Women and children are particularly vulnerable to exploitation, injustice and injury. The Downtown Eastside Women’s Centre provides practical support to over 500 women, children and seniors, every day.
The community works towards increasing awareness of systemic injustice and inequalities that contribute to women’s vulnerability. One of The Downtown Eastside Women’s Centres goals is to bring awareness of poverty and violence issues to the general public and to the government.

As well as providing a refuge and shelter from conditions of poverty and violence, the Centre provides basic necessities including hot meals, clothing, secure mailing addresses, phone/computer access and functioning & secure toilet and showers.

They also help reduce the effect of economic disadvantage by providing toiletries, feminine hygiene products, computer access, harm reduction supplies and first aid.

The Centre assists women with their immediate and crisis needs so they can develop stability and access the resources they need to improve health, family, employment and housing situations. The centre promotes positive change by offering individual long-term support, education, advocacy, peer mentorship and exposure to alternatives.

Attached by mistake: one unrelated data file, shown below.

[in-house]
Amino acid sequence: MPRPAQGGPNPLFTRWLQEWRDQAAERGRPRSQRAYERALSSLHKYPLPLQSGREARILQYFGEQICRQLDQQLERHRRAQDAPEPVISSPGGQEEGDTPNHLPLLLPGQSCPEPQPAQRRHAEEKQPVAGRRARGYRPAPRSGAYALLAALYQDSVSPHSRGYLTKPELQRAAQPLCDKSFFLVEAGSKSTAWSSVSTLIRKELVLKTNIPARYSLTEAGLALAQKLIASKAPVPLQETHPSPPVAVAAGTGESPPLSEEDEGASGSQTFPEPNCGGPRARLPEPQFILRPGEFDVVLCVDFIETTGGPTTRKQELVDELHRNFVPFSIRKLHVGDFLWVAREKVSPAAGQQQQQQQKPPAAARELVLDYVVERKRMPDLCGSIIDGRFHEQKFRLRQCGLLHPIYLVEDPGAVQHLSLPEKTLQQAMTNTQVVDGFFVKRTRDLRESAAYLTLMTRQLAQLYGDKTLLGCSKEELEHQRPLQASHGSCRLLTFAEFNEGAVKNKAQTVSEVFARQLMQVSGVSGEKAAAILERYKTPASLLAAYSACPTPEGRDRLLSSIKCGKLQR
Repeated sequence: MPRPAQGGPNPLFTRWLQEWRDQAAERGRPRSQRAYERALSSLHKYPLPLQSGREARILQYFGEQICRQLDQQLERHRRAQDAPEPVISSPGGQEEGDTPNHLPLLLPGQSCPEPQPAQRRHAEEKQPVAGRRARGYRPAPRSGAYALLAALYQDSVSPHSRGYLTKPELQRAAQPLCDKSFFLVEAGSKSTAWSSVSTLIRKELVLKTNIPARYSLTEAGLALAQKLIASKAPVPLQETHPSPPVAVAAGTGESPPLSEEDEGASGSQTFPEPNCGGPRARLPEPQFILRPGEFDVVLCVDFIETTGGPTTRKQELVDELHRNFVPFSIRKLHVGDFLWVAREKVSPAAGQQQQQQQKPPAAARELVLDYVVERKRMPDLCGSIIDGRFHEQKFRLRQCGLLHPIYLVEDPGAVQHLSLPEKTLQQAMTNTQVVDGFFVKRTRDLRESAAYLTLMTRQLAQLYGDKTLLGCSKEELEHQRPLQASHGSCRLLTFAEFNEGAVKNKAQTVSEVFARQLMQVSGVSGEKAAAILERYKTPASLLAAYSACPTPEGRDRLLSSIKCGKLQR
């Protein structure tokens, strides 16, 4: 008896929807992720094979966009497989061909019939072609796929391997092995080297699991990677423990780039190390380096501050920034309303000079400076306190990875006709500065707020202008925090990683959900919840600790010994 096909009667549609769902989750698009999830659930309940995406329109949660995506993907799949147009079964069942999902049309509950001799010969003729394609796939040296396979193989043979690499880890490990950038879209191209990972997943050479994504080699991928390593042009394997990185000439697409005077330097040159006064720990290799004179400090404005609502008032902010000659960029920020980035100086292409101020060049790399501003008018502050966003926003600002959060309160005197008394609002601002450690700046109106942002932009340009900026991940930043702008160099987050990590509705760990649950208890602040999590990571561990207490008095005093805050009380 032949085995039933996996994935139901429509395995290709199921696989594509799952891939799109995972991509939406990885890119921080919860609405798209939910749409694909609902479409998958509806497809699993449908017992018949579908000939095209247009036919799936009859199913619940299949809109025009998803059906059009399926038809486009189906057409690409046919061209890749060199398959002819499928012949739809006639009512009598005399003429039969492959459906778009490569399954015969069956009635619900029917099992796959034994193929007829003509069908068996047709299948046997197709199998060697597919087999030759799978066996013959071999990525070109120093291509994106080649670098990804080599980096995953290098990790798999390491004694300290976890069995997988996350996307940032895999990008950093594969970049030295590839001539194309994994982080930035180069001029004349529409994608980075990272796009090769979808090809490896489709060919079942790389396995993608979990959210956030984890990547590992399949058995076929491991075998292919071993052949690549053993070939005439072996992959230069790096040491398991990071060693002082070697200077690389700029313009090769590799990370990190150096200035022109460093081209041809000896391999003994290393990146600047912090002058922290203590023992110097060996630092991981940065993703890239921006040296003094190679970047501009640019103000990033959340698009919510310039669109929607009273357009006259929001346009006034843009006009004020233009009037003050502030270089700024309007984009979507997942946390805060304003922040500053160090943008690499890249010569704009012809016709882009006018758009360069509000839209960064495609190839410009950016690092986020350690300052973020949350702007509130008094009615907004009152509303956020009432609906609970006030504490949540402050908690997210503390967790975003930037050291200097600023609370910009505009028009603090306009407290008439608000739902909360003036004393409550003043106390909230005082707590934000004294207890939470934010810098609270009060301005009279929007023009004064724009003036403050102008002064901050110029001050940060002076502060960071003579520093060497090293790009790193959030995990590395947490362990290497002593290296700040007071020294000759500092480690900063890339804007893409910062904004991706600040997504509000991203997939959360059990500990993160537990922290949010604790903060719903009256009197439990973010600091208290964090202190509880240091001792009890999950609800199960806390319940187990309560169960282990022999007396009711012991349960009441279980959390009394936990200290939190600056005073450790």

The Stollery Children’s Hospital Foundation

The Stollery Children's Hospital hosts the only pediatric emergency in northern Alberta, Canada. It is the referral centre for all complex pediatric heart surgeries and transplants, a major organ transplantation centre, home to Canada's largest regional program for neonatal intensive and intermediate care, and provides some of the most advanced treatments for child-health issues in Canada.

More than 317,461 patient visits at the Stollery Children's Hospital in 2019, and  this number will continue to grow right along with the child population of Canada. It’s not just the children in Alberta who count on the Stollery, there are children across the country that depend on the Stollery. Through donor support, the Stollery Children's Hospital Foundation continues to give the kids the best chance to live a long and healthy life.

Free Periods

Every child has a right to their education, and periods should never, ever be a barrier. Launched in April 2017, Free a campaign, that Periods is strives to end period poverty in schools.